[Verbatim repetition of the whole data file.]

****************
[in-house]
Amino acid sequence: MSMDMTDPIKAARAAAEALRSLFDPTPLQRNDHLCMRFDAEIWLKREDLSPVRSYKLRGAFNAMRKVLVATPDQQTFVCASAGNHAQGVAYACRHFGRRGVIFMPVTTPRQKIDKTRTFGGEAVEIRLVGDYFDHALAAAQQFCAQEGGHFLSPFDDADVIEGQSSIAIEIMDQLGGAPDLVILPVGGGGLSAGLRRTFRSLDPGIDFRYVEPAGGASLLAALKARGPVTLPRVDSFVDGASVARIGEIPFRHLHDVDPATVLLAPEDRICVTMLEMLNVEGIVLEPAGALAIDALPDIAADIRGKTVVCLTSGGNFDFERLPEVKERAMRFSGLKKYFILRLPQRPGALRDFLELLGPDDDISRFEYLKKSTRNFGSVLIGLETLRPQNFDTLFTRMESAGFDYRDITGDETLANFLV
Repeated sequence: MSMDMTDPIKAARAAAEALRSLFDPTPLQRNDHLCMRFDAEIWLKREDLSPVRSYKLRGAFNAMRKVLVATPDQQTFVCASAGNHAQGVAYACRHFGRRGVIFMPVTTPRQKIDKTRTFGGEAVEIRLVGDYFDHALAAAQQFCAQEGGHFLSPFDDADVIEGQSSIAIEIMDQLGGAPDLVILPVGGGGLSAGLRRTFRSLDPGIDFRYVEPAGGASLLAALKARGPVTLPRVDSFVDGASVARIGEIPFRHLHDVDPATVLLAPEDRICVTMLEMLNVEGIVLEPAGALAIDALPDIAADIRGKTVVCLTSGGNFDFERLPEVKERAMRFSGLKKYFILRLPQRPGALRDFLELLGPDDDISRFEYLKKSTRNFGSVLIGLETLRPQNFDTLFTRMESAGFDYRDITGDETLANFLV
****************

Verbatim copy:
[in-house]
Amino acid sequence: MSMDMTDPIKAARAAAEALRSLFDPTPLQRNDHLCMRFDAEIWLKREDLSPVRSYKLRGAFNAMRKVLVATPDQQTFVCASAGNHAQGVAYACRHFGRRGVIFMPVTTPRQKIDKTRTFGGEAVEIRLVGDYFDHALAAAQQFCAQEGGHFLSPFDDADVIEGQSSIAIEIMDQLGGAPDLVILPVGGGGLSAGLRRTFRSLDPGIDFRYVEPAGGASLLAALKARGPVTLPRVDSFVDGASVARIGEIPFRHLHDVDPATVLLAPEDRICVTMLEMLNVEGIVLEPAGALAIDALPDIAADIRGKTVVCLTSGGNFDFERLPEVKERAMRFSGLKKYFILRLPQRPGALRDFLELLGPDDDISRFEYLKKSTRNFGSVLIGLETLRPQNFDTLFTRMESAGFDYRDITGDETLANFLV
Repeated sequence: MSMDMTDPIKAARAAAEALRSLFDPTPLQRNDHLCMRFDAEIWLKREDLSPVRSYKLRGAFNAMRKVLVATPDQQTFVCASAGNHAQGVAYACRHFGRRGVIFMPVTTPRQKIDKTRTFGGEAVEIRLVGDYFDHALAAAQQFCAQEGGHFLSPFDDADVIEGQSSIAIEIMDQLGGAPDLVILPVGGGGLSAGLRRTFRSLDPGIDFRYVEPAGGASLLAALKARGPVTLPRVDSFVDGASVARIGEIPFRHLHDVDPATVLLAPEDRICVTMLEMLNVEGIVLEPAGALAIDALPDIAADIRGKTVVCLTSGGNFDFERLPEVKERAMRFSGLKKYFILRLPQRPGALRDFLELLGPDDDISRFEYLKKSTRNFGSVLIGLETLRPQNFDTLFTRMESAGFDYRDITGDETLANFLV